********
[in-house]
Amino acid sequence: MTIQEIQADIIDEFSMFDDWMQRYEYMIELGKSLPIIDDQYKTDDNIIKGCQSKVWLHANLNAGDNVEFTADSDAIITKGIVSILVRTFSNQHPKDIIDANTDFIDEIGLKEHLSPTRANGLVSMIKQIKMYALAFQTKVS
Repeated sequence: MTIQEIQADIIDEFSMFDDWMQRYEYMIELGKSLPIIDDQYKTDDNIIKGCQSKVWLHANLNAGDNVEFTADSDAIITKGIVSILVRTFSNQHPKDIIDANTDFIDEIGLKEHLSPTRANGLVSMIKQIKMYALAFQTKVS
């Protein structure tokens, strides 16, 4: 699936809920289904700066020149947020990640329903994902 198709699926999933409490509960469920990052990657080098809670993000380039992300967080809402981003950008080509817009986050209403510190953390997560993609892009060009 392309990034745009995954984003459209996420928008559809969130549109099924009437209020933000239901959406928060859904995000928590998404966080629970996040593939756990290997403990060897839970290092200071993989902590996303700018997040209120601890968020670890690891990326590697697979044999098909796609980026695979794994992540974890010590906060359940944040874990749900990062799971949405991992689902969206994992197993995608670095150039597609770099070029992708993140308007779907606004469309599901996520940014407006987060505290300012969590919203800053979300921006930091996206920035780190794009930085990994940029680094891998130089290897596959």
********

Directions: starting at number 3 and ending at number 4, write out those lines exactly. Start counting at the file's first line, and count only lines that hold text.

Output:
Repeated sequence: MTIQEIQADIIDEFSMFDDWMQRYEYMIELGKSLPIIDDQYKTDDNIIKGCQSKVWLHANLNAGDNVEFTADSDAIITKGIVSILVRTFSNQHPKDIIDANTDFIDEIGLKEHLSPTRANGLVSMIKQIKMYALAFQTKVS
């Protein structure tokens, strides 16, 4: 699936809920289904700066020149947020990640329903994902 198709699926999933409490509960469920990052990657080098809670993000380039992300967080809402981003950008080509817009986050209403510190953390997560993609892009060009 392309990034745009995954984003459209996420928008559809969130549109099924009437209020933000239901959406928060859904995000928590998404966080629970996040593939756990290997403990060897839970290092200071993989902590996303700018997040209120601890968020670890690891990326590697697979044999098909796609980026695979794994992540974890010590906060359940944040874990749900990062799971949405991992689902969206994992197993995608670095150039597609770099070029992708993140308007779907606004469309599901996520940014407006987060505290300012969590919203800053979300921006930091996206920035780190794009930085990994940029680094891998130089290897596959």